There are many mysteries about this small island in the southeast Pacific. The biggest ones are about the strange large statutes and how they were moved about and the second about how it all ended on this lonely island. Archaeologists have now disproved the fifty year old original theory underpinning our understanding of how the famous stone statues were moved around Easter Island. Fieldwork led by researchers at University College London and The University of Manchester, has shown the remote Pacific island’s ancient road system was primarily ceremonial and not solely built for transportation of the figures.
Jared Diamond dismisses past climate change as a dominant factor on the island's deforestation in his book Collapse which offers his perspective into the collapse of the ancient Easter Islanders. He states that the disappearance of the island's trees seems to coincide with a decline of its civilization around the 17th and 18th century. This is linked to the fact that they stopped making statues at that time and started destroying the them.
A complex ancient network of roads up to 800 years old crisscross the Island between the hat and statue quarries and the coastal areas. Laying alongside the roads are dozens of the statues- or moai. The original theory was that the roads were for transport of the moai only and what laid along side the roads were the ones lost in transport.
The find will create controversy among the many archaeologists who have dedicated years to finding out exactly how the moai were moved, ever since Norwegian adventurer Thor Heyerdahl first published his theory in 1958.
Instead, their discovery of stone platforms associated with each fallen moai - using non-invasive geophysical survey equipment such as ground penetrating radar and conductivity probes — finally confirms a little known 1914 theory of British archaeologist Katherine Routledge that the routes were primarily ceremonial avenues.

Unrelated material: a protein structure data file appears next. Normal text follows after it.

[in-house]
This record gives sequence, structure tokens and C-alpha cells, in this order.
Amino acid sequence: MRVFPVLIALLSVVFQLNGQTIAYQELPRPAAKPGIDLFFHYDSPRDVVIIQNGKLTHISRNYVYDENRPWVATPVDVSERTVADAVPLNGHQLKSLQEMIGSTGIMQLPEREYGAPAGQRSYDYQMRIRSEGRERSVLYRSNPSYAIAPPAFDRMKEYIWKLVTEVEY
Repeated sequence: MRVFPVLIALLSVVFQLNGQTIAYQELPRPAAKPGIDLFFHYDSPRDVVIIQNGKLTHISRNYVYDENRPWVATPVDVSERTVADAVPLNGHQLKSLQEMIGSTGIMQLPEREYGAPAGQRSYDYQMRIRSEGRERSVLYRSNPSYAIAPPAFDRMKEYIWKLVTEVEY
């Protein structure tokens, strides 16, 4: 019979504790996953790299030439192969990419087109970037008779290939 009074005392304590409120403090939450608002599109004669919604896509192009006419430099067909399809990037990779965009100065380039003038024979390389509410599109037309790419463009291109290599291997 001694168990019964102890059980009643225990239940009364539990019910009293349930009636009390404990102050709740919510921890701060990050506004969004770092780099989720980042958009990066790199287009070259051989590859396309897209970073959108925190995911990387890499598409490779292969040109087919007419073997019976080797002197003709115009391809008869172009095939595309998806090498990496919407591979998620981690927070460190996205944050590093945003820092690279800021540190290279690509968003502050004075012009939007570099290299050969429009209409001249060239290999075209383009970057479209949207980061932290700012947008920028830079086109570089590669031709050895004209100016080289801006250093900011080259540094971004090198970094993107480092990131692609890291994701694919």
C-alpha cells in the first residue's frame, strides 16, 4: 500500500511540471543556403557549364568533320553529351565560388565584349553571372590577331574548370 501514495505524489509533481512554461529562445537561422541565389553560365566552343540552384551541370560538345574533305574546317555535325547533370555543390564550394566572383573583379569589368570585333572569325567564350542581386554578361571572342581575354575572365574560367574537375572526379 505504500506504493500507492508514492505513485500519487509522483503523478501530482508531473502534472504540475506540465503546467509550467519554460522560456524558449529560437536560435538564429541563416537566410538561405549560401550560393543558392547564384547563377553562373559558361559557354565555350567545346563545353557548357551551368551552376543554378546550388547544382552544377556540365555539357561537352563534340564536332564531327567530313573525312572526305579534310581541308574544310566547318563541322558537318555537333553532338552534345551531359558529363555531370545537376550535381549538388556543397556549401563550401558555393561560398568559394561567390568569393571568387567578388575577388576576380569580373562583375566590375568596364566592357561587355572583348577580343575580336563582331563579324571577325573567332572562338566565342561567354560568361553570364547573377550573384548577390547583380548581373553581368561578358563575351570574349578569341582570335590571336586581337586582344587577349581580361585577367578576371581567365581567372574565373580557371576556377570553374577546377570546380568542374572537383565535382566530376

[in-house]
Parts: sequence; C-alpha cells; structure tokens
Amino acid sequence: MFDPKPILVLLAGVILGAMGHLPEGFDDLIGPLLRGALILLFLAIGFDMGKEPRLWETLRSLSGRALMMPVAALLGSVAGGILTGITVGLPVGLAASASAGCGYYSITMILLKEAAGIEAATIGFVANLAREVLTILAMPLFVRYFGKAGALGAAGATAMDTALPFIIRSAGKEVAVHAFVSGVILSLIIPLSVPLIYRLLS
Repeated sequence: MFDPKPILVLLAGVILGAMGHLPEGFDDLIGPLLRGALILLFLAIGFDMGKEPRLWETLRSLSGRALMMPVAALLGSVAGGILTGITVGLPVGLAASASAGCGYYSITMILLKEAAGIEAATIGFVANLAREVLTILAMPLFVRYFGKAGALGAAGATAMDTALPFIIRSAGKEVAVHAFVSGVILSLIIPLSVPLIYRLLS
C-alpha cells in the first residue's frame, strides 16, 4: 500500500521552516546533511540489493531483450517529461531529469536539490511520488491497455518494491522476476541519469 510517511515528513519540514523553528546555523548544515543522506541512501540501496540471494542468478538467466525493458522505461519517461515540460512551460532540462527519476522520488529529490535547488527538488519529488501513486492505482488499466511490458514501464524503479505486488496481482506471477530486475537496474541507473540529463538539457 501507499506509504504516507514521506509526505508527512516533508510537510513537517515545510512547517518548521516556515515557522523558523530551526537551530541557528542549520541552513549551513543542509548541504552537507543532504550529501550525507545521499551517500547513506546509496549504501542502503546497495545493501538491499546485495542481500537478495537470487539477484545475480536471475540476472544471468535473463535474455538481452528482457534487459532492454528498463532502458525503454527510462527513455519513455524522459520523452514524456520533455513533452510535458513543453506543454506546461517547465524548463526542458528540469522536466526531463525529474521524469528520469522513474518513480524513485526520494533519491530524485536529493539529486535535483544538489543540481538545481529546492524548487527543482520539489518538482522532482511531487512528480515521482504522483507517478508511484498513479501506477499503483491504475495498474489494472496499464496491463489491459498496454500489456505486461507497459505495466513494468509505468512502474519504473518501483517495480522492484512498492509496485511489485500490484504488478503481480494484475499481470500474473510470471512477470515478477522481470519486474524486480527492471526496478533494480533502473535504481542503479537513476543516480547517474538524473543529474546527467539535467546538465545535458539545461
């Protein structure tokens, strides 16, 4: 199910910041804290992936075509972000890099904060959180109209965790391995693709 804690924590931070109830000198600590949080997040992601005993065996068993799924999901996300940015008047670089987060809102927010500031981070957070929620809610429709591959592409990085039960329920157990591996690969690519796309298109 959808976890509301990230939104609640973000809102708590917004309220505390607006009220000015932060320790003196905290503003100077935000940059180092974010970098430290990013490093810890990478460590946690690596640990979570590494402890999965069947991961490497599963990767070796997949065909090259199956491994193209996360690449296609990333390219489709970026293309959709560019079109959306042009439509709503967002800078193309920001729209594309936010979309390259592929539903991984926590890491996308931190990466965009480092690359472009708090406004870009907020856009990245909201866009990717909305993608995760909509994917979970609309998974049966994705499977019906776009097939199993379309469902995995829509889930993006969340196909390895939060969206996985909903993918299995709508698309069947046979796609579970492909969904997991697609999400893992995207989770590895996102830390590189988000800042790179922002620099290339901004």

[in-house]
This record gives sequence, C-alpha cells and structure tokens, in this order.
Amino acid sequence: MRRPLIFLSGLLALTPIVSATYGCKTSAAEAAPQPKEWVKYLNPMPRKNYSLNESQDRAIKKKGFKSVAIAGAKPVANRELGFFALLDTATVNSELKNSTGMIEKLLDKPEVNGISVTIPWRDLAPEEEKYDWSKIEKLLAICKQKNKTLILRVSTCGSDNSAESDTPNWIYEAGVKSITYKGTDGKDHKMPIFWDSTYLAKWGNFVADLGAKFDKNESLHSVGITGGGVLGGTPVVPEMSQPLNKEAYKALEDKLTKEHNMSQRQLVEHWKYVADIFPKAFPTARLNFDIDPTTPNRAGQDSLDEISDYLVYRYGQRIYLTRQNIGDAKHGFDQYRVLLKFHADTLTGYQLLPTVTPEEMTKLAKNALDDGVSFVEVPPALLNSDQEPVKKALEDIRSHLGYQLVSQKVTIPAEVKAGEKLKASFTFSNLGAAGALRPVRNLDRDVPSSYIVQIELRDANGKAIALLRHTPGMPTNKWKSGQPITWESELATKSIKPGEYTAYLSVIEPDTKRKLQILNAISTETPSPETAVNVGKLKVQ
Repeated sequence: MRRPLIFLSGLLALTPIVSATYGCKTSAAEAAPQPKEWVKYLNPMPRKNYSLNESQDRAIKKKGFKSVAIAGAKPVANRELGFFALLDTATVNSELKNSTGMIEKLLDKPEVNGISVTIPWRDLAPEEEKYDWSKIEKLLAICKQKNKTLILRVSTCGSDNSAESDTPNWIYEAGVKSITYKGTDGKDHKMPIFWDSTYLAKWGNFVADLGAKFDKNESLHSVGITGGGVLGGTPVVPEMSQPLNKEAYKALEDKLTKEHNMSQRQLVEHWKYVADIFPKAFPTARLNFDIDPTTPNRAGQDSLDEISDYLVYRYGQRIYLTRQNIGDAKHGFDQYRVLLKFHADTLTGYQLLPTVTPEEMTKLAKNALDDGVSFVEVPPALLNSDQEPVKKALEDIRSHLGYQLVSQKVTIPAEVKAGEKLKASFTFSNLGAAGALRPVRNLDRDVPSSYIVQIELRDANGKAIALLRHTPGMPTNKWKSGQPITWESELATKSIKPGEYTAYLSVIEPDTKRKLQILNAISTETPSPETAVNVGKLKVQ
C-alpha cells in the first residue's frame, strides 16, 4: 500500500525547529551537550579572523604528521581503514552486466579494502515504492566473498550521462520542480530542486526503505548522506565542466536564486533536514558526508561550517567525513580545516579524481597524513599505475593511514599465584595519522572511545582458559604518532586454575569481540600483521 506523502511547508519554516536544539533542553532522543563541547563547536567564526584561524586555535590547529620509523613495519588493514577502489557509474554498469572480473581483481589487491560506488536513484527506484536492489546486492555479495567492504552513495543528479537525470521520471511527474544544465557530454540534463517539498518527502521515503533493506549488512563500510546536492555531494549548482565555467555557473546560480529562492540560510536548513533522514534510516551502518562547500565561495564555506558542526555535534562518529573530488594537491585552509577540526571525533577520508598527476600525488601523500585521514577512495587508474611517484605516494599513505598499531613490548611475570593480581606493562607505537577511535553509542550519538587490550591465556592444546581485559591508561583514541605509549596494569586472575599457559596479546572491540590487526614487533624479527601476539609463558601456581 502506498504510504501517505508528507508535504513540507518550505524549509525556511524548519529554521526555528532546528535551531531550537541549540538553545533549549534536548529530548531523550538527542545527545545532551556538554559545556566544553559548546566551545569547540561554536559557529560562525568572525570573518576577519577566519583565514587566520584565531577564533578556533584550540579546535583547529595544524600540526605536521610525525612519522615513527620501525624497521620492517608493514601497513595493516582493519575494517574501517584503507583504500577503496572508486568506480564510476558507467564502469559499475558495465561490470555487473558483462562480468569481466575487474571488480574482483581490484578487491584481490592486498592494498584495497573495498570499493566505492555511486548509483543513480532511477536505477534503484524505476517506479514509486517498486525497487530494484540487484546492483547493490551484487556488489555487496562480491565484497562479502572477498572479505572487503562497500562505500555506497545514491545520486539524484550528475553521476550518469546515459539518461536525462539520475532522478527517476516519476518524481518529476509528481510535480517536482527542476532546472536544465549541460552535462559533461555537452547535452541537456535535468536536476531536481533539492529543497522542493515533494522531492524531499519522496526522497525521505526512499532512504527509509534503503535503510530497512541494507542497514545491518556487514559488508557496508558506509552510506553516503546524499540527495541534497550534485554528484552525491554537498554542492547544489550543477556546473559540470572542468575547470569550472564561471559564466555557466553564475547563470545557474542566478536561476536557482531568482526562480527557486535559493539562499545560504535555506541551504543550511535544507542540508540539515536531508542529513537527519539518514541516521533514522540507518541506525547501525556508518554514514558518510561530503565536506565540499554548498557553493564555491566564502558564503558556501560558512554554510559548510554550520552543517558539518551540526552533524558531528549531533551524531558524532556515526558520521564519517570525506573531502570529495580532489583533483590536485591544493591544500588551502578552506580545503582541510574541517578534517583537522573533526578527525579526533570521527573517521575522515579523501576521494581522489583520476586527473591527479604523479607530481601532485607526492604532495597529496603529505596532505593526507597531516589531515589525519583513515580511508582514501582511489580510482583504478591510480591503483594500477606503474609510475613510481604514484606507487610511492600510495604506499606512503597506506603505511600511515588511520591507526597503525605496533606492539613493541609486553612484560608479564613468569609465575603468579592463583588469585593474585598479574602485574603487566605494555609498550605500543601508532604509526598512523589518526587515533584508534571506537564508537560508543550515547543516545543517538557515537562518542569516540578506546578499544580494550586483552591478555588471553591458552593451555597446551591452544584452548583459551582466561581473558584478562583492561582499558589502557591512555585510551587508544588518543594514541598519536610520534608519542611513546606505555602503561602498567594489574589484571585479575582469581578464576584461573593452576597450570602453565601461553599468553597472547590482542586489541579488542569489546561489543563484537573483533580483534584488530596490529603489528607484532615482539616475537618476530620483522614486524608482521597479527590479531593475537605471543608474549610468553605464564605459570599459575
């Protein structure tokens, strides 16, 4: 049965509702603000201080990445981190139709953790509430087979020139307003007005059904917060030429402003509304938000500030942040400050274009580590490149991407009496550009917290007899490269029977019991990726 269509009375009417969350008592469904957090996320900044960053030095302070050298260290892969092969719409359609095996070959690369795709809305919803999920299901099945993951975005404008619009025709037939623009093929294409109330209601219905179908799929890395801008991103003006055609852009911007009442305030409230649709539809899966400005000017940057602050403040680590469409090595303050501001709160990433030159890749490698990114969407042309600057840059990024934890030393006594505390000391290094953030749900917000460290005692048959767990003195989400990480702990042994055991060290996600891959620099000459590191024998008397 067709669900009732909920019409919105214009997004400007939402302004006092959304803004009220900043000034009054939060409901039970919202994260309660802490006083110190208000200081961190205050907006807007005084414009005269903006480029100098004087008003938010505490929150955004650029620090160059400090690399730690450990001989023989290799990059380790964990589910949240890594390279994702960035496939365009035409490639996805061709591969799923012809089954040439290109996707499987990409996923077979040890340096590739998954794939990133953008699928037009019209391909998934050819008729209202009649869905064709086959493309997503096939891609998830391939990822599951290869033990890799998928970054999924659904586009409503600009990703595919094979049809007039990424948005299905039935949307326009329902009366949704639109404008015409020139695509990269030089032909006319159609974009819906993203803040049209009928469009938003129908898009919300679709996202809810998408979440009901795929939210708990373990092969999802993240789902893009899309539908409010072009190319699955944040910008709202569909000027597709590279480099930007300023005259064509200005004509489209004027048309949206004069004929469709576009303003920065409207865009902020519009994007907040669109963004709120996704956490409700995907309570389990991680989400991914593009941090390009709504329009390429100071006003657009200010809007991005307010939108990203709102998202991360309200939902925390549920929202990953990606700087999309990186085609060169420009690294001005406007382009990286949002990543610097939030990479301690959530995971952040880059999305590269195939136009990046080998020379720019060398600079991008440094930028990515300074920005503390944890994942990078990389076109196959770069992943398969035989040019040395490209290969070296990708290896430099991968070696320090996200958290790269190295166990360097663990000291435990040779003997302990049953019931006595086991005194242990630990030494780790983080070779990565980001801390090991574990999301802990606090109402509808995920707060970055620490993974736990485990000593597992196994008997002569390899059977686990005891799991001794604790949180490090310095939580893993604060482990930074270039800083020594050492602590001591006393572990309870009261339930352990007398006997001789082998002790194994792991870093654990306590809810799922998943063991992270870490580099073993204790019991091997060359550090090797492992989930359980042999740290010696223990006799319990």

The statues merely toppled from the platforms with the passage of time and.or human intervention such as warfare.
”�What we do now know is that the roads had a ceremonial function to underline their religious and cultural importance. They lead — from different parts of the island — to the Rano Raraku volcano where the Moai were quarried.
“Volcano cones were considered as points of entry to the underworld and mythical origin land Hawaiki. Hence, Rano Ranaku was not just a quarry but a sacred center of the island.”�
And as the roads approach Rano Raraku, the statues become more frequent — which the team suggests meant an increasing grades of holiness.
“It all makes sense: the moai face the people walking towards the volcano. The statues are more frequent the closer they are to the volcano — which has to be way of signifying the increasing levels of importance.”�